Billy Wilkerson was a true entrepreneur during Hollywood’s Golden Age. He was also a criminal. A native of Tennesee, Wilkerson was in the speakeasy business in New York City during Prohibition. Eventually, he made his way from The Big Apple to Tinseltown.
After founding The Hollywood Reporter in 1930 he turned his attention to nightlife in the City of Angeles by opening several joints around town. The most famous of these was a nightclub called Ciro’s.
Wilkerson opened Ciro’s in 1940, Wilkerson wanted a place where the stars would come out to play. His thought was that this would help him gain access to celebrities in a more relaxed environment, which would help his trade rag get scoops.
It was the place to be seen in the 1940s and 50s, smack dab in the middle of the Sunset Strip, a handful of blocks from Beverly Hills. The proximity to the stars was a part of its appeal. So were big-name performers like Peggy Lee, Nat King Cole and Duke Ellington who started to be brought in by the second owner Herman Hoover in 1942.
The interior of Ciro’s was designed by George Vernon Russell and Tom Douglas whose touches and panache were a Christmas-Esque explosion of color and texture, with red silk sofas, ceilings painted a matching red, and walls draped in heavy ribbed silk dyed pale pastel green.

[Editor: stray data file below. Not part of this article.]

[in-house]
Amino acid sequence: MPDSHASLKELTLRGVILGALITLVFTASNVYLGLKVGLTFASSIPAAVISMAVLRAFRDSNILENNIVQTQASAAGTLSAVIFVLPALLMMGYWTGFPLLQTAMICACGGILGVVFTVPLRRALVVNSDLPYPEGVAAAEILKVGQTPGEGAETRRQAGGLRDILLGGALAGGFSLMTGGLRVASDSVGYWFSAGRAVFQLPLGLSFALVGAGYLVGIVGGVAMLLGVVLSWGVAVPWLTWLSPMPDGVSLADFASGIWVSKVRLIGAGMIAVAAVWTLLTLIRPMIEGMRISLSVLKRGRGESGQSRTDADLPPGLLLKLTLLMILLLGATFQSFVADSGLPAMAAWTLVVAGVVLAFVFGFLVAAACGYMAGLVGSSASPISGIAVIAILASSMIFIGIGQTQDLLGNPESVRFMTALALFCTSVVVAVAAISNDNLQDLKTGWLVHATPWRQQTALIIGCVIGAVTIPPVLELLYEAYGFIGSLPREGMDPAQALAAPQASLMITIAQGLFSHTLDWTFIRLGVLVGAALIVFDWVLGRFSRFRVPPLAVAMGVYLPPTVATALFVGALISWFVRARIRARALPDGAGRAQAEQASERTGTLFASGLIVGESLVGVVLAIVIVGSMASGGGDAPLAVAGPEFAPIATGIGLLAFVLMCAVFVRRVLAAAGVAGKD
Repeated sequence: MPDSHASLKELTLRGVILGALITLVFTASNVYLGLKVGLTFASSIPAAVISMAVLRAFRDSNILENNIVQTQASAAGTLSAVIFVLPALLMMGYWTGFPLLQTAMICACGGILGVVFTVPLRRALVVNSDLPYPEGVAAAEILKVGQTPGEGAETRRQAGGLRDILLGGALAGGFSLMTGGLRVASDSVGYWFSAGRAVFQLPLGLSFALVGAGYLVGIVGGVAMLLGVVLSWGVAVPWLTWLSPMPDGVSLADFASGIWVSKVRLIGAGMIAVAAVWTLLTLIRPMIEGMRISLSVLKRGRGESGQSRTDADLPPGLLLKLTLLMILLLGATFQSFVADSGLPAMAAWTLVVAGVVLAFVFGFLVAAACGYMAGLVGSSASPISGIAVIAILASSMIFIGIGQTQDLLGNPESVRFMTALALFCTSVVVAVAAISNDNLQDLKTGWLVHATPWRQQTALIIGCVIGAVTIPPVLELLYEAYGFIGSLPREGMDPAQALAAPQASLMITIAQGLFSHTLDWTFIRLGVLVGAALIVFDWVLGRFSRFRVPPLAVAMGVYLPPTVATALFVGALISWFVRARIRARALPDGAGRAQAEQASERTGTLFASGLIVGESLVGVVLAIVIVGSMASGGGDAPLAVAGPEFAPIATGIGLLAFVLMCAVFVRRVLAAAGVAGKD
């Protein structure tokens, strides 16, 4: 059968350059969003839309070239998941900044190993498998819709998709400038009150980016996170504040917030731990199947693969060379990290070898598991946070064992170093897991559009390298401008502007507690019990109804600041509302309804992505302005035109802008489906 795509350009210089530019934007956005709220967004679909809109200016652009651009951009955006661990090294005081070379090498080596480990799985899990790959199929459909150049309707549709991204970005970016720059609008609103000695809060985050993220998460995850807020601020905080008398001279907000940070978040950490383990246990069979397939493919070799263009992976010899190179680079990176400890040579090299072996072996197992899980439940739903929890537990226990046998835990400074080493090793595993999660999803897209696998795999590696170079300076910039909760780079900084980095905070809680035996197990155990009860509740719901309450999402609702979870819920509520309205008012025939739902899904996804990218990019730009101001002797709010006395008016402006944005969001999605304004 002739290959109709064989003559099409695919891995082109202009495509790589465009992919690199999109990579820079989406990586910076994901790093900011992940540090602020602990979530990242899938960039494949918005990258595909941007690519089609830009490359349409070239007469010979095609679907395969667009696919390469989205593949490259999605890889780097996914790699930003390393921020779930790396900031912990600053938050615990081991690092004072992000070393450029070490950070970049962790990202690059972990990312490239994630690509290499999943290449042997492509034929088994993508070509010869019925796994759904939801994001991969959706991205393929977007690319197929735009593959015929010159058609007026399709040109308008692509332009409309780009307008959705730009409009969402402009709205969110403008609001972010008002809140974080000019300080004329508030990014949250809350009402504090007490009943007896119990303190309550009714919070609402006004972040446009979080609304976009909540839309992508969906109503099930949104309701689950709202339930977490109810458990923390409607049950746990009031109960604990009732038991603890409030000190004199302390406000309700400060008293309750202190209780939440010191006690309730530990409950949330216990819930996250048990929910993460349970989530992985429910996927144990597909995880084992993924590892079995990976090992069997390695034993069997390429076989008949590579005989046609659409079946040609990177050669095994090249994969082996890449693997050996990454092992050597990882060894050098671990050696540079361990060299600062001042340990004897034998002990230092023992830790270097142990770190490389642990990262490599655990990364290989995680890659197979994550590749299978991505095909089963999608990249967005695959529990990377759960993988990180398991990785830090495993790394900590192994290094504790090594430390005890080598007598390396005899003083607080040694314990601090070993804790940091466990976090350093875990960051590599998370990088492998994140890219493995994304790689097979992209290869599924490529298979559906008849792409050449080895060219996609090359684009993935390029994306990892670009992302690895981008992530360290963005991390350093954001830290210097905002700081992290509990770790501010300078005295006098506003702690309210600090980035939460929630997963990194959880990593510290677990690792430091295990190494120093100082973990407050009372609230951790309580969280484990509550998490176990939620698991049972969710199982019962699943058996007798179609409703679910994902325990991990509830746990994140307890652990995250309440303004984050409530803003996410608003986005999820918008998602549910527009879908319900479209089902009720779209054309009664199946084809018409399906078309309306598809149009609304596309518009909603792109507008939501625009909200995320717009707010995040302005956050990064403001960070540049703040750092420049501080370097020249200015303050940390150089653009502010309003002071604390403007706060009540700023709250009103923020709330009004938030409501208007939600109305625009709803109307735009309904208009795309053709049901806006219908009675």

One of the features Wilkerson had in this place, where gangsters and starlets rubbed elbows, included a secret room for gambling. He added this at the behest of John “Handsome Johnny” Roselli, a member of the Chicago Syndicate who was a major Mafia figure in Hollywood and Las Vegas. Bugsy Siegel and Mickey Cohen also frequently used this space.
Before selling it, Wilkerson tried to burn it down for the insurance money. He had previously owned the Trocadero, another club in the 1930s, and had a gangster named Nola Hahn set fire to the kitchen of that establishment back in 1938, so this was the standard operating procedure for Wilkerson.
After Wilkerson sold the club to Hoover to open The Flamingo Hotel in Las Vegas, Mickey Cohen began to extort Hoover out of his clothing shop Michael’s Exclusive Haberdashery at 8804 Sunset. Every week Cohen would send over empty cardboard boxes to Ciro’s in exchange for brown paper bags filled with cold, hard cash.
Fistfights were a common occurrence at Ciro’s. The most famous occurred in 1947 when Frank Sintra was arrested after assaulting columnist Lee Mortimer because the columnist wrote an unfavorable story about Sinatra leaving his wife and children for Lana Turner. Sinatra paid Mortimer $9,000 to get the charges dropped.
Ciro’s permanently closed on May 26, 1956. It marked the end of the era of the Hollywood Nightclub. The location was used as rock venue over the years, first as Le Disc and then as The Kaleidoscope and finally as The Boss. In 1972, it became The Comedy Store.